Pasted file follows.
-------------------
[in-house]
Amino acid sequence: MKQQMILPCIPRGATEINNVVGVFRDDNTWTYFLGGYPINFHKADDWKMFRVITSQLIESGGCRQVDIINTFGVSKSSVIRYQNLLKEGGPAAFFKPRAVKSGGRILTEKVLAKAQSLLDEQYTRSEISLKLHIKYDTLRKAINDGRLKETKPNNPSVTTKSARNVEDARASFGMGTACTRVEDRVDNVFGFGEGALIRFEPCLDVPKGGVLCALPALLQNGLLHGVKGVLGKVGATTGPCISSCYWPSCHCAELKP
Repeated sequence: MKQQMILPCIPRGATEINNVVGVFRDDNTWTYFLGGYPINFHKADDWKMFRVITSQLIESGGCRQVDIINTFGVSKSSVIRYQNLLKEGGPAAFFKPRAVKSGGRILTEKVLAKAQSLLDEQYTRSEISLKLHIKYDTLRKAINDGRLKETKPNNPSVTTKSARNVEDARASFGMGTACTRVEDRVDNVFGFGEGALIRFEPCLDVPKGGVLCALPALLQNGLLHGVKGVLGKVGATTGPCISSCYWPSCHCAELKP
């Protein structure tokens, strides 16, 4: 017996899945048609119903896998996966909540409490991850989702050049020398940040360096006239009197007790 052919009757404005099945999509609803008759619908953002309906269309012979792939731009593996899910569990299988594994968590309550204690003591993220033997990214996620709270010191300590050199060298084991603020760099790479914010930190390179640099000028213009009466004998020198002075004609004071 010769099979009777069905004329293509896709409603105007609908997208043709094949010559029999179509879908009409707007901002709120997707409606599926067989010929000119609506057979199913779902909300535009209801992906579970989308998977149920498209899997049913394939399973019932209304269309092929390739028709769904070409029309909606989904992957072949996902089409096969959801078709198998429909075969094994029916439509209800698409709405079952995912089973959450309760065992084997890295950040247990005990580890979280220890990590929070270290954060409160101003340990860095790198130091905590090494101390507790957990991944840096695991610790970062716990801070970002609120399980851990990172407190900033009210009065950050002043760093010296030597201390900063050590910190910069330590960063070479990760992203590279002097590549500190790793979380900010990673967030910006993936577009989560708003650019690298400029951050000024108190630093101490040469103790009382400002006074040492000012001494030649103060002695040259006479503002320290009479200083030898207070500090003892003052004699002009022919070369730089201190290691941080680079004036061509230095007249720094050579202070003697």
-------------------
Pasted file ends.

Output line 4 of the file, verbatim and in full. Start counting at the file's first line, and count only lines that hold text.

């Protein structure tokens, strides 16, 4: 017996899945048609119903896998996966909540409490991850989702050049020398940040360096006239009197007790 052919009757404005099945999509609803008759619908953002309906269309012979792939731009593996899910569990299988594994968590309550204690003591993220033997990214996620709270010191300590050199060298084991603020760099790479914010930190390179640099000028213009009466004998020198002075004609004071 010769099979009777069905004329293509896709409603105007609908997208043709094949010559029999179509879908009409707007901002709120997707409606599926067989010929000119609506057979199913779902909300535009209801992906579970989308998977149920498209899997049913394939399973019932209304269309092929390739028709769904070409029309909606989904992957072949996902089409096969959801078709198998429909075969094994029916439509209800698409709405079952995912089973959450309760065992084997890295950040247990005990580890979280220890990590929070270290954060409160101003340990860095790198130091905590090494101390507790957990991944840096695991610790970062716990801070970002609120399980851990990172407190900033009210009065950050002043760093010296030597201390900063050590910190910069330590960063070479990760992203590279002097590549500190790793979380900010990673967030910006993936577009989560708003650019690298400029951050000024108190630093101490040469103790009382400002006074040492000012001494030649103060002695040259006479503002320290009479200083030898207070500090003892003052004699002009022919070369730089201190290691941080680079004036061509230095007249720094050579202070003697």